[On July 13] the International Agency for Research on Cancer (IARC), the research arm of the World Health Organization (WHO), classified aspartame as a possible carcinogen to humans. One of the world’s most common artificial sweeteners widely used since the 1980s, aspartame can be found in foods and beverages, such as diet soda, breakfast cereals, chewing gum, and ice cream, as well as in medications, such as cough drops, and other products like toothpaste. The IARC has four different levels of classification for carcinogenicity - carcinogenic, probably carcinogenic, possibly carcinogenic, and not classifiable. The levels are based on the strength of the evidence. The agency’s assessment lists aspartame in Group 2B – a possible carcinogen to humans.

“The American Cancer Society has always looked to respected lead agencies and organizations to determine whether human exposures cause cancer,” said Dr. William Dahut, chief scientific officer at the American Cancer Society. “The science is still evolving, but we recommend people use today’s report by IARC as a time to reflect on their use of aspartame, but also an opportunity to review their overall dietary intake, including processed meat and alcohol, known carcinogens associated with increased risk of cancer.”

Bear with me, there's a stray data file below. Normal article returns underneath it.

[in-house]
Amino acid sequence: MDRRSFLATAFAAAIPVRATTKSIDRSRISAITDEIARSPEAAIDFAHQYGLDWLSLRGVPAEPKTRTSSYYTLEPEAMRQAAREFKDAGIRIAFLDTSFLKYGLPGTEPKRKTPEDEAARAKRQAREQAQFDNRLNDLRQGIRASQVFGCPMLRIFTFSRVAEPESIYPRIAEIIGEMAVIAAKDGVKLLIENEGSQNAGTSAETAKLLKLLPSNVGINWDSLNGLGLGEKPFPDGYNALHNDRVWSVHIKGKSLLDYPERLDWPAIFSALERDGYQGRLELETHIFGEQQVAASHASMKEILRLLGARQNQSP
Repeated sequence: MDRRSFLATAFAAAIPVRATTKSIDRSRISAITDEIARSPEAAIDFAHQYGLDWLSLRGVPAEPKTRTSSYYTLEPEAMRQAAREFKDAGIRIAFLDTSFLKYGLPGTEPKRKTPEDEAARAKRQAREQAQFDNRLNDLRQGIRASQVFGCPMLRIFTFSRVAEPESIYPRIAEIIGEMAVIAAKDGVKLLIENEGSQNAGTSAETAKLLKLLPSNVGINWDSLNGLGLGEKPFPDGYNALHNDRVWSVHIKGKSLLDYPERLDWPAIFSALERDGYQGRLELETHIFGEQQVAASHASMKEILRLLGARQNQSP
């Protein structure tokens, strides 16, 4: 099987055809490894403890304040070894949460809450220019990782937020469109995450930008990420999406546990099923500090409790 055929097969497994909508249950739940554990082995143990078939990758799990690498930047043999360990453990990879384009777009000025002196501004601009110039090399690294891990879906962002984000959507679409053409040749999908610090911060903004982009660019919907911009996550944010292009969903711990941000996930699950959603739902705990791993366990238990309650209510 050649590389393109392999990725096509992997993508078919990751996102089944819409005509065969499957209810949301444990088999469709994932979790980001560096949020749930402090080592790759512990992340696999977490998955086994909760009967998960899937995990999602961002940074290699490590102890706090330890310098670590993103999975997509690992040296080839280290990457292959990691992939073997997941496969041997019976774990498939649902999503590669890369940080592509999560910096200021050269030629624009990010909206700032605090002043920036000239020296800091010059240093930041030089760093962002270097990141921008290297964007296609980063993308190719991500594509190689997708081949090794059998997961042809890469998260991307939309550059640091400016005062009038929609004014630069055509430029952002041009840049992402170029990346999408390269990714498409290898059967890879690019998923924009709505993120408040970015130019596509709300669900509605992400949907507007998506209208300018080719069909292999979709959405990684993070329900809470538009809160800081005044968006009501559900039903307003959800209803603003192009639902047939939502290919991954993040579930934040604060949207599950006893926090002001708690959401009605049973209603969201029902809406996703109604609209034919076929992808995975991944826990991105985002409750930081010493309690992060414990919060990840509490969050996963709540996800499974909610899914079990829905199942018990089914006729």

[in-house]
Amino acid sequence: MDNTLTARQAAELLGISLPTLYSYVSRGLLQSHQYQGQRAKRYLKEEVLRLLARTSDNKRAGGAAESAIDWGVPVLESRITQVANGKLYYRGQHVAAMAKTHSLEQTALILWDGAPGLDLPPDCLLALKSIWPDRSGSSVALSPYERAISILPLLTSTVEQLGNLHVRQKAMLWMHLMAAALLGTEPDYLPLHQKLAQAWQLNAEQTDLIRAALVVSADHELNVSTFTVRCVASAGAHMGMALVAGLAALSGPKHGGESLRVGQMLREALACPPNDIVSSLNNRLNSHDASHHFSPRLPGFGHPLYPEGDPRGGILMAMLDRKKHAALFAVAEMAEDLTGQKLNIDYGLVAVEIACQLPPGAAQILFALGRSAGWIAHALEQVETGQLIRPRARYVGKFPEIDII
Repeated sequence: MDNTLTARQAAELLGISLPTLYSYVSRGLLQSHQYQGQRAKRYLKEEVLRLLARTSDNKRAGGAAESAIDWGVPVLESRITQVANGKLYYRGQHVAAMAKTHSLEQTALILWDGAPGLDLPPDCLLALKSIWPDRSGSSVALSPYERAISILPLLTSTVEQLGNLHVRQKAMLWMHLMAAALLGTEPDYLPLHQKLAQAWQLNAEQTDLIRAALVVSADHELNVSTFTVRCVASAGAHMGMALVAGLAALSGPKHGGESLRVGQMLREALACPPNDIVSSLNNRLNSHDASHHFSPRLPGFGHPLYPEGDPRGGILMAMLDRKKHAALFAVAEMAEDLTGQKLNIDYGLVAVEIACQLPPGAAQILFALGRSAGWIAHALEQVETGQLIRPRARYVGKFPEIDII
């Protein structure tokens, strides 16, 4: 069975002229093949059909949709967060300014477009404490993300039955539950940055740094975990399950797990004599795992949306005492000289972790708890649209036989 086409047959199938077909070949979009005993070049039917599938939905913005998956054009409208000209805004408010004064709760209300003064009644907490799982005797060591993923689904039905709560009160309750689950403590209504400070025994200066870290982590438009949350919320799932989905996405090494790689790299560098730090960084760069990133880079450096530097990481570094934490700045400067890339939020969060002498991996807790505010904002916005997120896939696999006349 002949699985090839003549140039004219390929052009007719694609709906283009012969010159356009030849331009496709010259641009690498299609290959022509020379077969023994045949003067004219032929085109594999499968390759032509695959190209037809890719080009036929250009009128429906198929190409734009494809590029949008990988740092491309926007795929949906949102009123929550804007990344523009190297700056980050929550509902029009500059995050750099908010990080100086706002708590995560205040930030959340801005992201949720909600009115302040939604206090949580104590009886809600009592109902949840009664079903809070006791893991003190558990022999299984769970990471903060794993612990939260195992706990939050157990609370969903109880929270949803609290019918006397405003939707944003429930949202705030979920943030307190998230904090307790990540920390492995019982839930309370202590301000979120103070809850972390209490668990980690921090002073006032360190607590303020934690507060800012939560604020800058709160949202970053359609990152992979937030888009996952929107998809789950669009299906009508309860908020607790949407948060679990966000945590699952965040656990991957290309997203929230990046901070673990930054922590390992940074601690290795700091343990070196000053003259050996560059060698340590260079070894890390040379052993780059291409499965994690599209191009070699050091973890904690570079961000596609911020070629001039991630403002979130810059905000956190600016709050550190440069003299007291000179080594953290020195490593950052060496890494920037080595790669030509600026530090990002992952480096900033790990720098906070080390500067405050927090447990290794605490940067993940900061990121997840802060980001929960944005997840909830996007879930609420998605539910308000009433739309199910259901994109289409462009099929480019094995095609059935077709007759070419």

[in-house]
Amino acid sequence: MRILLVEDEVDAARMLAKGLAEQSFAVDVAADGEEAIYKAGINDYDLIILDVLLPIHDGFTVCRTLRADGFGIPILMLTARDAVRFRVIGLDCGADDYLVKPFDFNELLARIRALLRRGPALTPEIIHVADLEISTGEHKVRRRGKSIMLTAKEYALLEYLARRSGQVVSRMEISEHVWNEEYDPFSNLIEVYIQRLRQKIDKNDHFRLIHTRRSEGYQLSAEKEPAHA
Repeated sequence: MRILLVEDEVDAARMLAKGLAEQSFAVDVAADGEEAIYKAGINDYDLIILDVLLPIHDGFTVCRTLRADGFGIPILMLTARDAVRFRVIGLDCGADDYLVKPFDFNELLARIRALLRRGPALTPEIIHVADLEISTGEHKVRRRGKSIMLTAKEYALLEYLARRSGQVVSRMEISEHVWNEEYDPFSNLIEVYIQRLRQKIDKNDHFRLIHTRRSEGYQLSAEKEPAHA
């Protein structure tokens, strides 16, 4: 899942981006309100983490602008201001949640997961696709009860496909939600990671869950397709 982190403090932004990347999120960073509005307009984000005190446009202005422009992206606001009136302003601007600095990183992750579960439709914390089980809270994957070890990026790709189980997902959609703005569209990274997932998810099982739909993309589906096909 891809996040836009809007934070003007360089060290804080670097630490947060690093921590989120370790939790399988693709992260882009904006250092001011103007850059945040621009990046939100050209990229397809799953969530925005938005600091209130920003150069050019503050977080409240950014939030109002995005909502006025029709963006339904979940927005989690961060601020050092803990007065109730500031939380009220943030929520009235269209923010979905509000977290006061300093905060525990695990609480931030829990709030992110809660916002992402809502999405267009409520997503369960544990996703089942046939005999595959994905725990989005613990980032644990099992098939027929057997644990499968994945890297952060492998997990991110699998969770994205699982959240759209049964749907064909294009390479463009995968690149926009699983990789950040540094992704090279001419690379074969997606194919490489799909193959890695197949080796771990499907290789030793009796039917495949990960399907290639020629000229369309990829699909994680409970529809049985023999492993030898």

The Joint Expert Committee on Food Additives (JECFA) report also re-evaluated aspartame as a food additive and reaffirmed their established acceptable daily intake of 0–40 mg/kg body weight for aspartame. For a person weighing 70-kg (approx. 150 pounds), this is equivalent to up to 9-14 cans of a diet beverage. For people who want to avoid or reduce the use of aspartame, the ACS recommends checking the ingredient labels before buying or consuming foods or drinks containing the sweetener.

“The American Cancer Society supports the IARC’s call for more research of aspartame and other artificial sweeteners,” added Dahut. “We continue to conduct our own studies to better understand their possible association with cancer and help decrease cancer risk and improve prevention efforts and care.”

ACS scientist Marjorie McCullough participated in the IARC Monographs meeting in Lyon, France last month, serving on the panel of experts to evaluate the health effects of aspartame consumption.

This article was originally published July 13, 2023, by the American Cancer Society. It is republished with permission.